GAPS outside

Greater Albany Public School has its district office at 718 Seventh Ave. S.W. 

Mark Ylen, Democrat-Herald (File)

Bottom line, says Superintendent Jim Golden: Greater Albany Public Schools isn't happy with the district's 60 percent failure rate on the most recent round of state math tests.

That said, Golden has a message for anyone else who's unhappy with those results: GAPS has prioritized different standards to measure success than the Smarter Balanced test, known for short as SBAC.

The district is building on several systems to improve the standards it has prioritized, which include graduation rates and successful post-graduate placements: jobs, trade schools, community colleges and four-year universities.

Those standards are on the rise. Last year, 86.4 percent of Albany freshmen were considered "on track" to graduate, up from 81.7 percent the year before, according to the most recent state report cards issued by the Oregon Department of Education.

The district's 2015-16 graduation rate, the most recent information available, was 86.9 percent, up from 80.9. The dropout rate that year was 1.7 percent. As of 2014-15, the most recent data, 63.3 percent of Albany students enrolled in a community college or four-year institution within 16 months of graduating.

Those are the standards Golden said he is working to increase. And, he said,  he believes as the district stays with the systems meant to boost those standards, SBAC scores will rise, too.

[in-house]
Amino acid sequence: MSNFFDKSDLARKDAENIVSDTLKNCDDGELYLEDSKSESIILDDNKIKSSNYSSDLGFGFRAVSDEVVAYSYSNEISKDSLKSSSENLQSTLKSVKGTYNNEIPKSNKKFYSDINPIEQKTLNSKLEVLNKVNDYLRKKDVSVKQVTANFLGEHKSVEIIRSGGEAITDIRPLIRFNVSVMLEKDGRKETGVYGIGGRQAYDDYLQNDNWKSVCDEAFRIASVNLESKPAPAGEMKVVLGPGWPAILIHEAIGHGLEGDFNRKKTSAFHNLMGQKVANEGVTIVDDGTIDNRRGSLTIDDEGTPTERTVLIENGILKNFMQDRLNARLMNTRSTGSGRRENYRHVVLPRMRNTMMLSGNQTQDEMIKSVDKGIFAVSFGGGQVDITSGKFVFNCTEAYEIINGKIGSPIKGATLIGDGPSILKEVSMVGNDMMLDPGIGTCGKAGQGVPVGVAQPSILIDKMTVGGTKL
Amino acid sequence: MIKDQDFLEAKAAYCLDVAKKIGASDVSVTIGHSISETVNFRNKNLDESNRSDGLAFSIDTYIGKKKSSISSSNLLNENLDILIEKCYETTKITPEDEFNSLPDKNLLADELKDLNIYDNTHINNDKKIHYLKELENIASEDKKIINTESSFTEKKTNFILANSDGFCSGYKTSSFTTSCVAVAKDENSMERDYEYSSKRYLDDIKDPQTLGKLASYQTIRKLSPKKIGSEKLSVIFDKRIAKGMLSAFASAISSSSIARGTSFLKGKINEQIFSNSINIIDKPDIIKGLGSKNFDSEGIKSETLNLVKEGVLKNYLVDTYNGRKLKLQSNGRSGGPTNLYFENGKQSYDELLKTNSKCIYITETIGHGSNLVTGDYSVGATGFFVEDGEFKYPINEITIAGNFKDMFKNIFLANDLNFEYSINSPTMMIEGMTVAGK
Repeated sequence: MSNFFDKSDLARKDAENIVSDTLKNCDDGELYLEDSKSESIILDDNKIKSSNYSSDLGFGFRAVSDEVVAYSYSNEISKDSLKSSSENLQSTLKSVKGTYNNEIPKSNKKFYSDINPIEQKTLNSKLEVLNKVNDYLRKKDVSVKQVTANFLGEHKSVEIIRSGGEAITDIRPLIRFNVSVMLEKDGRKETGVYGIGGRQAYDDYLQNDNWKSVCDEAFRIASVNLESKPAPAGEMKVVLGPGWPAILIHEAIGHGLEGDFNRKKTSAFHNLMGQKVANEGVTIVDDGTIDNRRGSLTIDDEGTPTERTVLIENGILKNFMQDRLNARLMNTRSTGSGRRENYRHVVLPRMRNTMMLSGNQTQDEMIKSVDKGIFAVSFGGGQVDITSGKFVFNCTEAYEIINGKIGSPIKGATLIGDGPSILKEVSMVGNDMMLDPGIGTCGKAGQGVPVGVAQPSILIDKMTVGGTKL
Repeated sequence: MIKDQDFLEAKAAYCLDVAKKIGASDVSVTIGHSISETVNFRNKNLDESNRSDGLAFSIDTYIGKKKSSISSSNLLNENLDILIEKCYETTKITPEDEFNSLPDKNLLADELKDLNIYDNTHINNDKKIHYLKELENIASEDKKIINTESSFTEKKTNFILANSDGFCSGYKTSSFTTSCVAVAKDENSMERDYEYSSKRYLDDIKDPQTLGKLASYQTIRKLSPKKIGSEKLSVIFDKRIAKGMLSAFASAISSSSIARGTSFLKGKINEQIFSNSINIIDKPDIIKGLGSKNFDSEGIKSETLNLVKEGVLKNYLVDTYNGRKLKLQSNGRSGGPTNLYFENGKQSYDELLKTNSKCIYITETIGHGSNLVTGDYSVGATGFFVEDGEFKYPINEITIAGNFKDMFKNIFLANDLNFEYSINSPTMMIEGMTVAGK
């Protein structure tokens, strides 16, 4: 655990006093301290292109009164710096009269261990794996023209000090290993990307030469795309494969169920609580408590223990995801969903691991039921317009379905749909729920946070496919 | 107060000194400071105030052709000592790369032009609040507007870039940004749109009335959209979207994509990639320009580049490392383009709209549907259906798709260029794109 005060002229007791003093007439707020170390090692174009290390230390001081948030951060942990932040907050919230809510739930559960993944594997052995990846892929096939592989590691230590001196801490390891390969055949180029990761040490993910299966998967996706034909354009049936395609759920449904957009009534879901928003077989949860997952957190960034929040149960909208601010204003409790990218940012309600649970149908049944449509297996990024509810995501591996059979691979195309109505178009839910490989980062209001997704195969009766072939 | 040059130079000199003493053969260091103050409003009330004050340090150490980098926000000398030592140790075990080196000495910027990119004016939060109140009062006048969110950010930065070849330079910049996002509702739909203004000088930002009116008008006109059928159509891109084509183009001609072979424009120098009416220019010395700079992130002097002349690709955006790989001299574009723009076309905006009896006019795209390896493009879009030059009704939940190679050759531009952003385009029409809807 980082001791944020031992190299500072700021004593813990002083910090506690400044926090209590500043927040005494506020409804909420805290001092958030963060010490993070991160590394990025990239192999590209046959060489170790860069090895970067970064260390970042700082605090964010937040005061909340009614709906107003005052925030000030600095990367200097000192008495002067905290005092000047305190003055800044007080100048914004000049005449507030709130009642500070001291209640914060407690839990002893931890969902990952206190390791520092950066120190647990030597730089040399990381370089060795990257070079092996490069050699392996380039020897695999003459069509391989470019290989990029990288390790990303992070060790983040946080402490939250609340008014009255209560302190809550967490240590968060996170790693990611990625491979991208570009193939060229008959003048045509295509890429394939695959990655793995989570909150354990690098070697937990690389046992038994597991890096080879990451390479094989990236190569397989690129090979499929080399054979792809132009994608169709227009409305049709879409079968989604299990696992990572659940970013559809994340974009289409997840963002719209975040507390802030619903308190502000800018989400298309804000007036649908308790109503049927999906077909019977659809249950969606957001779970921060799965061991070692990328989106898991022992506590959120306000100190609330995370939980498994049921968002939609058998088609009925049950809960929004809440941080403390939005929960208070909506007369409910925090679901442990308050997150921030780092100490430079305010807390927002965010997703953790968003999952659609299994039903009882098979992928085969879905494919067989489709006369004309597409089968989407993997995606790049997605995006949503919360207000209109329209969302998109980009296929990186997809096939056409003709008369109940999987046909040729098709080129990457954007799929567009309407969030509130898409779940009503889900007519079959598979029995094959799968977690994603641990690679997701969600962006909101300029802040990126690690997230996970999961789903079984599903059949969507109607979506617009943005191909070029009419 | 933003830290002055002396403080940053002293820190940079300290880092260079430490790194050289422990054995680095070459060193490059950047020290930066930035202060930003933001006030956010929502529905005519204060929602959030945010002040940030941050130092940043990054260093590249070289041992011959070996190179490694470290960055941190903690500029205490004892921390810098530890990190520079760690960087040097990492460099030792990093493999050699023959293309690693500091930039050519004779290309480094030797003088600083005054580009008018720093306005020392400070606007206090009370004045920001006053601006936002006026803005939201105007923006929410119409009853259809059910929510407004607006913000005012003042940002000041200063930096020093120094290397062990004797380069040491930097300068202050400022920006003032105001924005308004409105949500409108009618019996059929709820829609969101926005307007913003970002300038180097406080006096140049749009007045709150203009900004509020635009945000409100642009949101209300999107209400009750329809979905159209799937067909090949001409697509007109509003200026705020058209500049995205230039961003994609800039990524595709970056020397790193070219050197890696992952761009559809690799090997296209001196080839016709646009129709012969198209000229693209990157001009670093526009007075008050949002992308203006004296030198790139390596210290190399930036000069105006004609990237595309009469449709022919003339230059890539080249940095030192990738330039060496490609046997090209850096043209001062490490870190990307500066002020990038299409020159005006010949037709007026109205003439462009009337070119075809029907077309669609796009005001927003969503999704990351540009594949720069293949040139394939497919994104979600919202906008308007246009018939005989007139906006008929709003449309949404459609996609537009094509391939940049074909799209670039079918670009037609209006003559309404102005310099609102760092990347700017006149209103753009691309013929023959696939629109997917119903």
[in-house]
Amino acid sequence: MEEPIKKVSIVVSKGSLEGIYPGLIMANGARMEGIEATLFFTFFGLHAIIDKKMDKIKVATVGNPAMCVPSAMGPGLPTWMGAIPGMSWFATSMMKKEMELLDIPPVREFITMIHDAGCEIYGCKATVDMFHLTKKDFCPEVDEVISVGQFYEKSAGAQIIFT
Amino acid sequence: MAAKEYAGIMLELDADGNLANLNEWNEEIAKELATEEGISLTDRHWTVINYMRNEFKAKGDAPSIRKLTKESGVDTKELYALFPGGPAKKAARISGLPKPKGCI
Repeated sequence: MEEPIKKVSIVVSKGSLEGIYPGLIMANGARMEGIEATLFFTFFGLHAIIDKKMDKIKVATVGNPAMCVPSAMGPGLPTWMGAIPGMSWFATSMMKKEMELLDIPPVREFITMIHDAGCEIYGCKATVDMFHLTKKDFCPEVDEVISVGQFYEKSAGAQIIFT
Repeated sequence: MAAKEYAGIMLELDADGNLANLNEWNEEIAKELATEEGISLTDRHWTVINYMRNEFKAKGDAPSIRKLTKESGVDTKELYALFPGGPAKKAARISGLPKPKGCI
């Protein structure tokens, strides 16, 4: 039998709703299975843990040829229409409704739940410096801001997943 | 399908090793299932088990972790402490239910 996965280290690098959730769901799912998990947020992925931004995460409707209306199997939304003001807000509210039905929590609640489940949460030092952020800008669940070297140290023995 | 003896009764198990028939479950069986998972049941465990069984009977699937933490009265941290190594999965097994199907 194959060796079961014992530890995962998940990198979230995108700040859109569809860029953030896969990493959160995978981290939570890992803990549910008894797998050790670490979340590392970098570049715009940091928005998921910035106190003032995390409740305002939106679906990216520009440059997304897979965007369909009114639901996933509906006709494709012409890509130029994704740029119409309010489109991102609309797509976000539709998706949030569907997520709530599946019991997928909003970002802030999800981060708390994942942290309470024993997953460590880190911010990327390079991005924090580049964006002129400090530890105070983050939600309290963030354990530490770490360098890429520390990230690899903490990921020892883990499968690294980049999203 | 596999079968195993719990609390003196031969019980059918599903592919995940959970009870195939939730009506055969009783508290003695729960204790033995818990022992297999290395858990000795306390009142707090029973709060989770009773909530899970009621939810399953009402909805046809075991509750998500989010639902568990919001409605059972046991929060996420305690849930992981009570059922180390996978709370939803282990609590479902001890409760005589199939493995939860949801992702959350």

In the meantime, he has no plans to tie state test scores to any form of sanction, such as holding students back if they don't pass. Nor does he intend to craft a specific plan that singles out just SBAC scores for improvement.

"The SBAC is an autopsy," he said. "It doesn't help the patient."

Golden made his remarks in response to concerns voiced at recent board meetings by Albany resident Tom Cordier and former state senator Mae Yih. Both have spoken during public comment time to point out the district's ongoing poor performance on state tests — dating back well before SBAC, Yih noted — and to ask the district to make public a plan with goals, targets and strategies to boost results.

Albany has established five "pillars" for what it considers "great public schools," Golden told Yih following her testimony Oct. 23. Developing plans for those pillars is a yearlong process, with "specific and measurable" actions for each. An update on the process is scheduled for the Nov. 20 board meeting.

The five pillars do not mention state test scores. Instead, they reference measures such as students graduating with good attendance, work habits and job and social skills; developing schools as places that help students overcome issues of poverty and race; and embracing a "growth mindset" that involves making decisions using data.

"What people need to know is, you've got to stay the course," Golden said. "We're building the ramp right now."

Oregon began using math and reading tests through the Smarter Balanced Assessment Consortium in spring 2015. The SBAC tests replaced the Oregon Assessment of Knowledge and Skills, which were known as OAKS. They are given at grades 3, 5, 8 and 11.

The Department of Education agreed to change tests after adopting the Common Core State Standards, a series of national standards in reading and math.